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Singer Boy George reports for trash duty in New York City
NEW YORK -- With a city-issued broom in his hand, Boy George started his court-ordered community service early Monday, sweeping the streets for the Department of Sanitation and getting in a dust-up with the media.
It took less than an hour for the former Culture Club frontman to get into a spat with the media.
"You think you're better than me?" he yelled. "Go home. Let me do my community service."
The 45-year-old singer was swarmed by reporters and photographers while he stood by the median of a Lower East Side street. He used his broom to sweep dust and leaves into the lens of a video camera.
"This is supposed to be making me humble. Let me do this," he said. "I just want to do my job."
His sweeping, interrupted by the confrontation, later resumed in a gated Sanitation parking lot.
"This is for everyone's safety," deputy sanitation chief Albert Durrell said as photographers crowded outside the gate. He said the day's work also might include mopping inside the depot.
Boy George appeared to be in good spirits during a late-morning break, waving to reporters on the other side of a chain-link fence and yelling, "How are you?" before returning to work.
A short time later, at the start of his hourlong lunch break, the singer approached the fence and asked for a cigarette and light from one of the news photographers.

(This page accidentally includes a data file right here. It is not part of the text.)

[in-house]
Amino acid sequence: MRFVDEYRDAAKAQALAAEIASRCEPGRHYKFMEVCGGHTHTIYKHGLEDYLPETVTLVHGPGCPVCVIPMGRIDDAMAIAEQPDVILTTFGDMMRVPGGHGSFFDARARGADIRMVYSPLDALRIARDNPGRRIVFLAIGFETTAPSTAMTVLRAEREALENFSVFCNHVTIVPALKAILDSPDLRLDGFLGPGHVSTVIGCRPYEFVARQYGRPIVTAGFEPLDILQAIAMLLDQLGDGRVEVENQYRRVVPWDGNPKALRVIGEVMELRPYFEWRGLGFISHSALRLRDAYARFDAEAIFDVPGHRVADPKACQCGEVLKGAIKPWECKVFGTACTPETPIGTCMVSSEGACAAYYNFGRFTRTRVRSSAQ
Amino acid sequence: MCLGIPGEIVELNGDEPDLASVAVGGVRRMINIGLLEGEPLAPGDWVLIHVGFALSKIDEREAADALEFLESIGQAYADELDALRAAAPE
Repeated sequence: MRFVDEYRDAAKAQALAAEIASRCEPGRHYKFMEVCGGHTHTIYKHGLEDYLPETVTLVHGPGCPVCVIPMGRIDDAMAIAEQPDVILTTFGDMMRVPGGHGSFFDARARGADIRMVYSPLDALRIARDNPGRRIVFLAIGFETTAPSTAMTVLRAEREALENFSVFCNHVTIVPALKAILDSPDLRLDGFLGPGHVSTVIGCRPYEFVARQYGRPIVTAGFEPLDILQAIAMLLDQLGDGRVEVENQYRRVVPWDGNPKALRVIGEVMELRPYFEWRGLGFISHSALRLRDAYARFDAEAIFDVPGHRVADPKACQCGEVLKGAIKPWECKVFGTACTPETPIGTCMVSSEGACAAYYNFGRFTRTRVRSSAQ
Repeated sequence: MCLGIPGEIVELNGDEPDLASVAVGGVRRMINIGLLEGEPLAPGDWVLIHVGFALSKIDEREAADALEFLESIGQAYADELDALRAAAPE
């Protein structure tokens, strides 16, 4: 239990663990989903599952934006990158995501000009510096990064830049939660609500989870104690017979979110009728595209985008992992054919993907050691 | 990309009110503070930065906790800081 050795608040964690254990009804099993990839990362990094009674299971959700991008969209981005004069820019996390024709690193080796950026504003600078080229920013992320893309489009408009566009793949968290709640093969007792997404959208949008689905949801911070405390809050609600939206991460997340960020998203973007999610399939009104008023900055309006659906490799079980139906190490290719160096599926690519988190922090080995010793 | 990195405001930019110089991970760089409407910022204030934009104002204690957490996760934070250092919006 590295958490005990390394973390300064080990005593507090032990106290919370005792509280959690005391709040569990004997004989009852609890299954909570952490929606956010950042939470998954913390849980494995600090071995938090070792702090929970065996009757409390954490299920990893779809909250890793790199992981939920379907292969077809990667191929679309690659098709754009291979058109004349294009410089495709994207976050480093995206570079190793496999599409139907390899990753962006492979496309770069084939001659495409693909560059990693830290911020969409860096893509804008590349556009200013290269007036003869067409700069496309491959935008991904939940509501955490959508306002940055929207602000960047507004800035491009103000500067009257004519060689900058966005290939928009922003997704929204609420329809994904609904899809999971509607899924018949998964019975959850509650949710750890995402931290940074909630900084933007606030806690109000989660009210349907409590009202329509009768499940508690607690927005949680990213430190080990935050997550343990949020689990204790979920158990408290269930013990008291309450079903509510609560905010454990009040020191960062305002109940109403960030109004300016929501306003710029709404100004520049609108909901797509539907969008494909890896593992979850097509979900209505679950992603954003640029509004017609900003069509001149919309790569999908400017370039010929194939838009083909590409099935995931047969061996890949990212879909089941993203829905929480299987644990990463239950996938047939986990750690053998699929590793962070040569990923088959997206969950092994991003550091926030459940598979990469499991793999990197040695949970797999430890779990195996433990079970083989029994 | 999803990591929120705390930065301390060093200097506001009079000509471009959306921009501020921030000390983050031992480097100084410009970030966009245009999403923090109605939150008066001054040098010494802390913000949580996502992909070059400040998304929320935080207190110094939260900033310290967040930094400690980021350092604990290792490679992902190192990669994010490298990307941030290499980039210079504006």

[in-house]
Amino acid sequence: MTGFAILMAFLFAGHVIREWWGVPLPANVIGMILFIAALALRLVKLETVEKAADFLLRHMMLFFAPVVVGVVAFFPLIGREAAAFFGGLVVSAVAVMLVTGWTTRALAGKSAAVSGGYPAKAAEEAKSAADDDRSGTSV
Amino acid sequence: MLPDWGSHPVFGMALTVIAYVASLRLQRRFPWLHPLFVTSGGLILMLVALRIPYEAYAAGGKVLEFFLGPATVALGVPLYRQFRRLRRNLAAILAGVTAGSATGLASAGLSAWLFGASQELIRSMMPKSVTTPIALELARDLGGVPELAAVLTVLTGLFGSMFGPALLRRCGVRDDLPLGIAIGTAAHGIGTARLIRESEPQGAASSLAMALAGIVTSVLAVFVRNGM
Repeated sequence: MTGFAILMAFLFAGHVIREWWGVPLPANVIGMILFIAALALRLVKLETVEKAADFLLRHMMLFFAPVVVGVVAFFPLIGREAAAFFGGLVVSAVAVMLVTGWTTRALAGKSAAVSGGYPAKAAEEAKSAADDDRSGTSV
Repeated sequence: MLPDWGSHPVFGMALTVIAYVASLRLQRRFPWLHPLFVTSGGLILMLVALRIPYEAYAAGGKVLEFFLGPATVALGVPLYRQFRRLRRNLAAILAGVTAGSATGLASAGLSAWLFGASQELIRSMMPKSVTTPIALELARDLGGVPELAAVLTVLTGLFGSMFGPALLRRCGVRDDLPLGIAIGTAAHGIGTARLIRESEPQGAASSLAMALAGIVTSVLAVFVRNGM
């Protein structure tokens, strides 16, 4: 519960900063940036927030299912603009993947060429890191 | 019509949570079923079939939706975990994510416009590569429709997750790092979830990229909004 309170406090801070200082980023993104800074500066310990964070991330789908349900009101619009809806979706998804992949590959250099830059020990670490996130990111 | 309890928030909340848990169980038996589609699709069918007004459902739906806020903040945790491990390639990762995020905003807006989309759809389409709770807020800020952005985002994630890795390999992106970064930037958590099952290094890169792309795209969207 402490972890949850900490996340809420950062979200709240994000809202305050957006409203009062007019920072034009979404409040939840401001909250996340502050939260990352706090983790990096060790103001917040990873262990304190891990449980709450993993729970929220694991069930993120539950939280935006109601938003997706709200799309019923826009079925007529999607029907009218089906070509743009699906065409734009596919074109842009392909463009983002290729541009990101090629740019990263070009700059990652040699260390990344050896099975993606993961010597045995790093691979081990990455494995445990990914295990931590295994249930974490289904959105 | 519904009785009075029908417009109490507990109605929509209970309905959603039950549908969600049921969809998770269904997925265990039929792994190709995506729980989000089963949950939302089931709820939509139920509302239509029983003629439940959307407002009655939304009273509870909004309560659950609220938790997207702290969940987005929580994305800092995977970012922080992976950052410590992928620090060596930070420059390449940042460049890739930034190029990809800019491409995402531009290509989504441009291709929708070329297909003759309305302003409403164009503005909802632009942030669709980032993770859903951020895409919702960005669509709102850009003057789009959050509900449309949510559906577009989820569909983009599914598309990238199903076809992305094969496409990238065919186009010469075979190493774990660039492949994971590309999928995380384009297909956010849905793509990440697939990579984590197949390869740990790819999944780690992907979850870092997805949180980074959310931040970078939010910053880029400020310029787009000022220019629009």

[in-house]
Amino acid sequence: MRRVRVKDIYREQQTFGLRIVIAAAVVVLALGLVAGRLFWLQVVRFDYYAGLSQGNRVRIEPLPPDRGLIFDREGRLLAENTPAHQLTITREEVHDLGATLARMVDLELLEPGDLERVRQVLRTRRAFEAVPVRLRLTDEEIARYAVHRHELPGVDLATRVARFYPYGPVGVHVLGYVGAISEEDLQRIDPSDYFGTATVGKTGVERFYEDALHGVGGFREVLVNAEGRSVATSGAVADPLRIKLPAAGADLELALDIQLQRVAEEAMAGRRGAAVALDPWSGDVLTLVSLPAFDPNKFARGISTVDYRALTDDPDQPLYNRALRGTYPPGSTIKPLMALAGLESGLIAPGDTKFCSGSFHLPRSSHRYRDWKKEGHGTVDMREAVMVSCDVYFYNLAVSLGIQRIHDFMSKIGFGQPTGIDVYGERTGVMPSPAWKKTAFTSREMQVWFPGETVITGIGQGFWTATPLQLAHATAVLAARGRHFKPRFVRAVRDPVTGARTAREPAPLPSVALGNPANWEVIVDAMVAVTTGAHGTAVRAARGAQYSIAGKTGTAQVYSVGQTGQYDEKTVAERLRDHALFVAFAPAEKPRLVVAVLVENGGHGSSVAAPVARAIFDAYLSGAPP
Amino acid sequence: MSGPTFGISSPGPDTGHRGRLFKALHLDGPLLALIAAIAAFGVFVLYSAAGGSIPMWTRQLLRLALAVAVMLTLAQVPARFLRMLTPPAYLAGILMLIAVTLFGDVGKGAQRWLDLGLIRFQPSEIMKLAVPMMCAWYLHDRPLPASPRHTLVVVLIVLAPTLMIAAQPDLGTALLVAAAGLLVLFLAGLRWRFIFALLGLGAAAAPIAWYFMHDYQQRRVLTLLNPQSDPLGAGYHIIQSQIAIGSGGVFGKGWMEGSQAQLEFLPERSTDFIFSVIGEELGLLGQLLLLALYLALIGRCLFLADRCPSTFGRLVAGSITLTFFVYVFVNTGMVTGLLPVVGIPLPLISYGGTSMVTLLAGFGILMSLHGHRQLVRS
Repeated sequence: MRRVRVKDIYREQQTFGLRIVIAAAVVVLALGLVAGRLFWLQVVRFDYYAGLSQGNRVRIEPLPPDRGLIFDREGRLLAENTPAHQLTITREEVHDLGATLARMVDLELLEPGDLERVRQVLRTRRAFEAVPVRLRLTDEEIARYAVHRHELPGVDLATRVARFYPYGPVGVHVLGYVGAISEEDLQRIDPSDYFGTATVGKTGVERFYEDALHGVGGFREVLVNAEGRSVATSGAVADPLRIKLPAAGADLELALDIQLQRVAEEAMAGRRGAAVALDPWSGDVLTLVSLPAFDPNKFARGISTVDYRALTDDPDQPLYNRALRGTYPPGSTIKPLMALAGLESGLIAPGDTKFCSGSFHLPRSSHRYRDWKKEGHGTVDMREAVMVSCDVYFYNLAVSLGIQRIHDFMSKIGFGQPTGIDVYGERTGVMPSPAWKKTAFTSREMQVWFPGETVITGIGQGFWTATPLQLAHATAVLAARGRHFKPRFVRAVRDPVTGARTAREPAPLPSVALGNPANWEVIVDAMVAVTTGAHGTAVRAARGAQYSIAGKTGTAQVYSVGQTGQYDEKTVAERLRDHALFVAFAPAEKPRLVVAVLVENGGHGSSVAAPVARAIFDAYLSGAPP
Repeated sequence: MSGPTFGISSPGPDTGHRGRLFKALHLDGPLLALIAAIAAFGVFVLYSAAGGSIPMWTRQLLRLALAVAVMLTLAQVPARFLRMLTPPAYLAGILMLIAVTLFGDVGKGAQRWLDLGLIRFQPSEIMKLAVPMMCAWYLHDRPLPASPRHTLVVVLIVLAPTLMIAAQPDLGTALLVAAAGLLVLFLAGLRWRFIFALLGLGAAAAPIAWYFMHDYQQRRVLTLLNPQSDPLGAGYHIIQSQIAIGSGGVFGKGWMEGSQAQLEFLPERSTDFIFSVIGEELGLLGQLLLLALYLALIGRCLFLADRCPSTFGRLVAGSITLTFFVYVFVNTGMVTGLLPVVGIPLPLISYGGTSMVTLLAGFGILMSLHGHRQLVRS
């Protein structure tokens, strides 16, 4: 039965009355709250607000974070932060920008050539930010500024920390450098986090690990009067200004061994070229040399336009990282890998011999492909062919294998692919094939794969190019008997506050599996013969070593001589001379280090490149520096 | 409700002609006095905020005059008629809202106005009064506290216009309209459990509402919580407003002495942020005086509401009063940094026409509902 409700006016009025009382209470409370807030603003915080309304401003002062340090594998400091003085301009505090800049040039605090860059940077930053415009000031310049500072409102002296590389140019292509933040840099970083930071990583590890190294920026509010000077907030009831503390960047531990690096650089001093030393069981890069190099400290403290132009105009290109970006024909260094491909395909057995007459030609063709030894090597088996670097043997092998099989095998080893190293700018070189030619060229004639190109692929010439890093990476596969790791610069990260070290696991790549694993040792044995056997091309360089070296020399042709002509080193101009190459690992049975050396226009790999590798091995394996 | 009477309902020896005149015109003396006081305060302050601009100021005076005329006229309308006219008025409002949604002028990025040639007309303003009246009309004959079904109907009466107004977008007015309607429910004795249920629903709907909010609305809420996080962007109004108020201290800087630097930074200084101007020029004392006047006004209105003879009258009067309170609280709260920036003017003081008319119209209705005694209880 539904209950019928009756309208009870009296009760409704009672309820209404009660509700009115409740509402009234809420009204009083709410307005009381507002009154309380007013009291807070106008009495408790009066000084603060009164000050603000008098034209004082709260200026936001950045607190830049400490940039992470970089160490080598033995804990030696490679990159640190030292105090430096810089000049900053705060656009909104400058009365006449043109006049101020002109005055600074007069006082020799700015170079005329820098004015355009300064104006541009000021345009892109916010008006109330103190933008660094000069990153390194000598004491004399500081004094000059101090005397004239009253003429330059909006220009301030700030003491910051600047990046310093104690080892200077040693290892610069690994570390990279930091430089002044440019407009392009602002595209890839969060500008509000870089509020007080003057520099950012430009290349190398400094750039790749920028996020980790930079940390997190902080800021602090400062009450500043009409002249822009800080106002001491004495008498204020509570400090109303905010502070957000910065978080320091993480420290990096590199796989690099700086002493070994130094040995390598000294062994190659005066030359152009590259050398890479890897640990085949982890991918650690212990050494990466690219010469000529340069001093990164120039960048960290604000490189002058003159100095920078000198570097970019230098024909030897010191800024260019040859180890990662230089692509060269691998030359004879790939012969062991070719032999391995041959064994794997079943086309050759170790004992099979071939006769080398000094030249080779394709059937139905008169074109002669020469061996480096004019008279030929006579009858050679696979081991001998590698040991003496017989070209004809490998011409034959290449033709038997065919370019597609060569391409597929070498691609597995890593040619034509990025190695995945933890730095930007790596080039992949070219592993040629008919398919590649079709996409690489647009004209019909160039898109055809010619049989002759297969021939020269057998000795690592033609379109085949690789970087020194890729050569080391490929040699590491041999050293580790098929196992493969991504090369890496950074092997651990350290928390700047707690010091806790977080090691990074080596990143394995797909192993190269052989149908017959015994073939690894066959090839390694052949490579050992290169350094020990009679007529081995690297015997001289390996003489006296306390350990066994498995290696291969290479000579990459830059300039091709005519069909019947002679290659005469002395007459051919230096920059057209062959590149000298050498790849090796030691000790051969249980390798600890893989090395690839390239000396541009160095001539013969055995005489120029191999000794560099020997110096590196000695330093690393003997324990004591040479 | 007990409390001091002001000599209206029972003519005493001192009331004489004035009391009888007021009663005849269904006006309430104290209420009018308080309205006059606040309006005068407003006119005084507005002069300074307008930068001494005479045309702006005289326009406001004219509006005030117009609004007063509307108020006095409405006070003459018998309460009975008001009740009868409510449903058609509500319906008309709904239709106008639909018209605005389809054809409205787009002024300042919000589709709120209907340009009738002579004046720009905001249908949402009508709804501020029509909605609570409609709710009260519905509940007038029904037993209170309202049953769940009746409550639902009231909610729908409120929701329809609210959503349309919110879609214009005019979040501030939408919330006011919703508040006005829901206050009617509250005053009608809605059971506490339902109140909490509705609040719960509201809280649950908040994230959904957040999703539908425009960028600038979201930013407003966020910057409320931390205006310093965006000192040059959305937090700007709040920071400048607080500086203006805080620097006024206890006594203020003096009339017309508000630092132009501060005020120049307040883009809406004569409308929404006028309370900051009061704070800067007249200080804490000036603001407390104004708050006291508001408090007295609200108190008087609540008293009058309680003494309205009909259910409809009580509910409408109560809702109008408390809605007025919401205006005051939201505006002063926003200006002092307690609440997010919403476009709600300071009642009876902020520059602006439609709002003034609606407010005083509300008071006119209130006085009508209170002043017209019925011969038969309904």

Boy George took to the streets of Manhattan as a Department of Sanitation worker wearing an orange vest, dark capri pants, shoes without socks, and without the wild makeup and androgynous style that made him so recognizable as the '80s icon who sang "Karma Chameleon" and "Do You Really Want to Hurt Me?"
The singer, born George O'Dowd, was ordered to spend five days working for the Department of Sanitation after pleading guilty in March to falsely reporting a burglary at his lower Manhattan apartment. The officers who responded found cocaine instead.
In June, Manhattan Criminal Court Judge Anthony Ferrara issued a warrant for his arrest after he initially failed to complete the requirements of his plea deal.
When he appeared in court 10 days later, Ferrara called off the warrant but warned the singer he could not escape his community service commitment.
"It's up to you whether you make it an exercise in humiliation or in humility," Ferrara said.
Boy George initially envisioned a service project more in line with his status as an '80s icon.
He petitioned to spend the time helping teenagers make a public service announcement. Among his other proposals to the court: holding a fashion and makeup workshop, serving as a DJ at an HIV/AIDS benefit or doing telephone outreach.
Boy George's manager, Jeremy Pearce, told reporters shortly after the singer arrived for his first day on the job: "He doesn't show any kind of emotion about these things. He takes it in his stride."
"He doesn't need to be humiliated," Pearce said. "He's a humble person."
Associated Press Writer Karen Matthews contributed to this report.